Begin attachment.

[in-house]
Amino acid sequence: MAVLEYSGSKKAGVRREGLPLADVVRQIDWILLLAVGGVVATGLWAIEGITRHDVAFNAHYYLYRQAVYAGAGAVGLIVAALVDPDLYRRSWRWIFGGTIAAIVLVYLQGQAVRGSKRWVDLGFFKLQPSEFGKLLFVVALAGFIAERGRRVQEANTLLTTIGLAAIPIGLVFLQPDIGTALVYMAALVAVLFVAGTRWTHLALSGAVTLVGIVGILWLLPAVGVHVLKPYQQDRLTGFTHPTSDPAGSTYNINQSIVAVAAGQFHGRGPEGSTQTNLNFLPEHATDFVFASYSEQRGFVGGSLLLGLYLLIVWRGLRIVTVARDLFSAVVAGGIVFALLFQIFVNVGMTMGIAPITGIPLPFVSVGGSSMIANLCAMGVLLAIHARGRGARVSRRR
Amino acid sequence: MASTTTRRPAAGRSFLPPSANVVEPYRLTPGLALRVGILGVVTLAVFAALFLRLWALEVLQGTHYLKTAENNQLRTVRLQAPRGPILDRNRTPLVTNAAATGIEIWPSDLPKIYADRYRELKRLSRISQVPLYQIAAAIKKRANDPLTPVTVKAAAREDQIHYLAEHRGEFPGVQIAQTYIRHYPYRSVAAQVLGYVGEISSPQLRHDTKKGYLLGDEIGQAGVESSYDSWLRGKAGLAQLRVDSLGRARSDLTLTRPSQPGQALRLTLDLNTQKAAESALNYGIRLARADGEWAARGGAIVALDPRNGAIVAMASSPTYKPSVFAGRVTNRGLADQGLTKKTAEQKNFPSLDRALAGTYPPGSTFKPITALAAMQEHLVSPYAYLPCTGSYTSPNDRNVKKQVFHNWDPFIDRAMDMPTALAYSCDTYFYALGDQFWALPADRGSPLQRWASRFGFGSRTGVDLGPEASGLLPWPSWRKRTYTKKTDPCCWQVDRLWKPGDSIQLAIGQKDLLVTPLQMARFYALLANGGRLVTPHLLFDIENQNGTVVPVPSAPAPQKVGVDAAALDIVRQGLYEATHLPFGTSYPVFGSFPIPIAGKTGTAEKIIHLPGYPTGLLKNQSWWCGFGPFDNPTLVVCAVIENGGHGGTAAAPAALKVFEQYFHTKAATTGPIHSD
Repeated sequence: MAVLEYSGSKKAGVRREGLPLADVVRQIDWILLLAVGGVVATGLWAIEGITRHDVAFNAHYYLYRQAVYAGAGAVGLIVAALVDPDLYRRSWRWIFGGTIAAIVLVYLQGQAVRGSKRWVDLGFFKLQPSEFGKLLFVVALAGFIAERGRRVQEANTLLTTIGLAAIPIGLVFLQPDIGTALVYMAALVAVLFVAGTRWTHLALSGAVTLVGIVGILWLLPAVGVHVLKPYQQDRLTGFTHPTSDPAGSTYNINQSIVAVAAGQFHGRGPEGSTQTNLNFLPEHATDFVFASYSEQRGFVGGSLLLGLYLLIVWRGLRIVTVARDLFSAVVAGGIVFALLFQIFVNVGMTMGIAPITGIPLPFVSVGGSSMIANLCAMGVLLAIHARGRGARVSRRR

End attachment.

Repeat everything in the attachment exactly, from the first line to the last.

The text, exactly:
[in-house]
Amino acid sequence: MAVLEYSGSKKAGVRREGLPLADVVRQIDWILLLAVGGVVATGLWAIEGITRHDVAFNAHYYLYRQAVYAGAGAVGLIVAALVDPDLYRRSWRWIFGGTIAAIVLVYLQGQAVRGSKRWVDLGFFKLQPSEFGKLLFVVALAGFIAERGRRVQEANTLLTTIGLAAIPIGLVFLQPDIGTALVYMAALVAVLFVAGTRWTHLALSGAVTLVGIVGILWLLPAVGVHVLKPYQQDRLTGFTHPTSDPAGSTYNINQSIVAVAAGQFHGRGPEGSTQTNLNFLPEHATDFVFASYSEQRGFVGGSLLLGLYLLIVWRGLRIVTVARDLFSAVVAGGIVFALLFQIFVNVGMTMGIAPITGIPLPFVSVGGSSMIANLCAMGVLLAIHARGRGARVSRRR
Amino acid sequence: MASTTTRRPAAGRSFLPPSANVVEPYRLTPGLALRVGILGVVTLAVFAALFLRLWALEVLQGTHYLKTAENNQLRTVRLQAPRGPILDRNRTPLVTNAAATGIEIWPSDLPKIYADRYRELKRLSRISQVPLYQIAAAIKKRANDPLTPVTVKAAAREDQIHYLAEHRGEFPGVQIAQTYIRHYPYRSVAAQVLGYVGEISSPQLRHDTKKGYLLGDEIGQAGVESSYDSWLRGKAGLAQLRVDSLGRARSDLTLTRPSQPGQALRLTLDLNTQKAAESALNYGIRLARADGEWAARGGAIVALDPRNGAIVAMASSPTYKPSVFAGRVTNRGLADQGLTKKTAEQKNFPSLDRALAGTYPPGSTFKPITALAAMQEHLVSPYAYLPCTGSYTSPNDRNVKKQVFHNWDPFIDRAMDMPTALAYSCDTYFYALGDQFWALPADRGSPLQRWASRFGFGSRTGVDLGPEASGLLPWPSWRKRTYTKKTDPCCWQVDRLWKPGDSIQLAIGQKDLLVTPLQMARFYALLANGGRLVTPHLLFDIENQNGTVVPVPSAPAPQKVGVDAAALDIVRQGLYEATHLPFGTSYPVFGSFPIPIAGKTGTAEKIIHLPGYPTGLLKNQSWWCGFGPFDNPTLVVCAVIENGGHGGTAAAPAALKVFEQYFHTKAATTGPIHSD
Repeated sequence: MAVLEYSGSKKAGVRREGLPLADVVRQIDWILLLAVGGVVATGLWAIEGITRHDVAFNAHYYLYRQAVYAGAGAVGLIVAALVDPDLYRRSWRWIFGGTIAAIVLVYLQGQAVRGSKRWVDLGFFKLQPSEFGKLLFVVALAGFIAERGRRVQEANTLLTTIGLAAIPIGLVFLQPDIGTALVYMAALVAVLFVAGTRWTHLALSGAVTLVGIVGILWLLPAVGVHVLKPYQQDRLTGFTHPTSDPAGSTYNINQSIVAVAAGQFHGRGPEGSTQTNLNFLPEHATDFVFASYSEQRGFVGGSLLLGLYLLIVWRGLRIVTVARDLFSAVVAGGIVFALLFQIFVNVGMTMGIAPITGIPLPFVSVGGSSMIANLCAMGVLLAIHARGRGARVSRRR